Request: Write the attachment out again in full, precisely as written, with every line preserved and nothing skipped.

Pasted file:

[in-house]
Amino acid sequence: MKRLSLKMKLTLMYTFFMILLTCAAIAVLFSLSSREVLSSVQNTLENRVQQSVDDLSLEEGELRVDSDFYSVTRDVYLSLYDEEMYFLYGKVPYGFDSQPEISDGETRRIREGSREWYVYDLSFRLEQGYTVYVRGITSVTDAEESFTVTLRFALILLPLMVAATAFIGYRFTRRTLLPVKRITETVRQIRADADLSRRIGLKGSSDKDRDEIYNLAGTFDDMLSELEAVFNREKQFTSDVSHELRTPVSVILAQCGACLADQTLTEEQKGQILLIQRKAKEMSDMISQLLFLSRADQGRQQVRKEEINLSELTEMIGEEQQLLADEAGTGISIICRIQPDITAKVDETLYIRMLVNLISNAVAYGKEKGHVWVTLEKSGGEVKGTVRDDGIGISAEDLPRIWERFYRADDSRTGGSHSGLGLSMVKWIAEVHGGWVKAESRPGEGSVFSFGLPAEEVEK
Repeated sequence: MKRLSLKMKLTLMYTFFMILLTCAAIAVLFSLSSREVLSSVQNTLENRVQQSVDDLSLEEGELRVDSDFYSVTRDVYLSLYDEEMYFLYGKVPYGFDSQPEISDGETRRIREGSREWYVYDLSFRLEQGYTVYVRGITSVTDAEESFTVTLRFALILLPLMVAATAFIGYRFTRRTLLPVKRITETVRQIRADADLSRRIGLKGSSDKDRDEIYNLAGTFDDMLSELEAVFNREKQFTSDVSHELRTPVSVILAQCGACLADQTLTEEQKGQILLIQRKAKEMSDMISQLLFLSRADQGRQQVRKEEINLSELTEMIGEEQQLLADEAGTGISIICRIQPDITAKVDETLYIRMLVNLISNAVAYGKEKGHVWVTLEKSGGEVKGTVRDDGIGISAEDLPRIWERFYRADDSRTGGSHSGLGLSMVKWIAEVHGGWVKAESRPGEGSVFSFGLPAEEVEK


[in-house]
Amino acid sequence: MKRLSLKMKLTLMYTFFMILLTCAAIAVLFSLSSREVLSSVQNTLENRVQQSVDDLSLEEGELRVDSDFYSVTRDVYLSLYDEEMYFLYGKVPYGFDSQPEISDGETRRIREGSREWYVYDLSFRLEQGYTVYVRGITSVTDAEESFTVTLRFALILLPLMVAATAFIGYRFTRRTLLPVKRITETVRQIRADADLSRRIGLKGSSDKDRDEIYNLAGTFDDMLSELEAVFNREKQFTSDVSHELRTPVSVILAQCGACLADQTLTEEQKGQILLIQRKAKEMSDMISQLLFLSRADQGRQQVRKEEINLSELTEMIGEEQQLLADEAGTGISIICRIQPDITAKVDETLYIRMLVNLISNAVAYGKEKGHVWVTLEKSGGEVKGTVRDDGIGISAEDLPRIWERFYRADDSRTGGSHSGLGLSMVKWIAEVHGGWVKAESRPGEGSVFSFGLPAEEVEK
Repeated sequence: MKRLSLKMKLTLMYTFFMILLTCAAIAVLFSLSSREVLSSVQNTLENRVQQSVDDLSLEEGELRVDSDFYSVTRDVYLSLYDEEMYFLYGKVPYGFDSQPEISDGETRRIREGSREWYVYDLSFRLEQGYTVYVRGITSVTDAEESFTVTLRFALILLPLMVAATAFIGYRFTRRTLLPVKRITETVRQIRADADLSRRIGLKGSSDKDRDEIYNLAGTFDDMLSELEAVFNREKQFTSDVSHELRTPVSVILAQCGACLADQTLTEEQKGQILLIQRKAKEMSDMISQLLFLSRADQGRQQVRKEEINLSELTEMIGEEQQLLADEAGTGISIICRIQPDITAKVDETLYIRMLVNLISNAVAYGKEKGHVWVTLEKSGGEVKGTVRDDGIGISAEDLPRIWERFYRADDSRTGGSHSGLGLSMVKWIAEVHGGWVKAESRPGEGSVFSFGLPAEEVEK